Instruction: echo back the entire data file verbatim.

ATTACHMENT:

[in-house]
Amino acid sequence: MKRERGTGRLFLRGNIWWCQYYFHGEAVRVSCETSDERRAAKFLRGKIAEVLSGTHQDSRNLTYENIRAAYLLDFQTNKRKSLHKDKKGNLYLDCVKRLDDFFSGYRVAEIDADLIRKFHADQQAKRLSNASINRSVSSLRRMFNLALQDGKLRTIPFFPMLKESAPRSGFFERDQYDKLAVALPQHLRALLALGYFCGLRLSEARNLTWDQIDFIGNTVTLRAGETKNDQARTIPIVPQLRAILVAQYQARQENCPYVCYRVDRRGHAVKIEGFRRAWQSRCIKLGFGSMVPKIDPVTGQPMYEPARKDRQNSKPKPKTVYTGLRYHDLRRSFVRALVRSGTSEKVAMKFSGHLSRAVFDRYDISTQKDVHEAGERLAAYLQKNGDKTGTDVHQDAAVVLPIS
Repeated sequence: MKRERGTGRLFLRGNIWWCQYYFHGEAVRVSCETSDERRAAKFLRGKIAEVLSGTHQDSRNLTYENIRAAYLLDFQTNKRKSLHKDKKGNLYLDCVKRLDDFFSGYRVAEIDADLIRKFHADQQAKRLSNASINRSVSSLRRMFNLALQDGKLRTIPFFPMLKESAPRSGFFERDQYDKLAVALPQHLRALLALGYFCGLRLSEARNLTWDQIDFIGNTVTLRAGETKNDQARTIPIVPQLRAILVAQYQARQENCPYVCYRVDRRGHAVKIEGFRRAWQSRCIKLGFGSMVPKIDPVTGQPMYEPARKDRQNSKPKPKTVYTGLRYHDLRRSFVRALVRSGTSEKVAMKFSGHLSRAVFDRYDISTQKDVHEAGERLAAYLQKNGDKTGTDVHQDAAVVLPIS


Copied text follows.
[in-house]
Amino acid sequence: MKRERGTGRLFLRGNIWWCQYYFHGEAVRVSCETSDERRAAKFLRGKIAEVLSGTHQDSRNLTYENIRAAYLLDFQTNKRKSLHKDKKGNLYLDCVKRLDDFFSGYRVAEIDADLIRKFHADQQAKRLSNASINRSVSSLRRMFNLALQDGKLRTIPFFPMLKESAPRSGFFERDQYDKLAVALPQHLRALLALGYFCGLRLSEARNLTWDQIDFIGNTVTLRAGETKNDQARTIPIVPQLRAILVAQYQARQENCPYVCYRVDRRGHAVKIEGFRRAWQSRCIKLGFGSMVPKIDPVTGQPMYEPARKDRQNSKPKPKTVYTGLRYHDLRRSFVRALVRSGTSEKVAMKFSGHLSRAVFDRYDISTQKDVHEAGERLAAYLQKNGDKTGTDVHQDAAVVLPIS
Repeated sequence: MKRERGTGRLFLRGNIWWCQYYFHGEAVRVSCETSDERRAAKFLRGKIAEVLSGTHQDSRNLTYENIRAAYLLDFQTNKRKSLHKDKKGNLYLDCVKRLDDFFSGYRVAEIDADLIRKFHADQQAKRLSNASINRSVSSLRRMFNLALQDGKLRTIPFFPMLKESAPRSGFFERDQYDKLAVALPQHLRALLALGYFCGLRLSEARNLTWDQIDFIGNTVTLRAGETKNDQARTIPIVPQLRAILVAQYQARQENCPYVCYRVDRRGHAVKIEGFRRAWQSRCIKLGFGSMVPKIDPVTGQPMYEPARKDRQNSKPKPKTVYTGLRYHDLRRSFVRALVRSGTSEKVAMKFSGHLSRAVFDRYDISTQKDVHEAGERLAAYLQKNGDKTGTDVHQDAAVVLPIS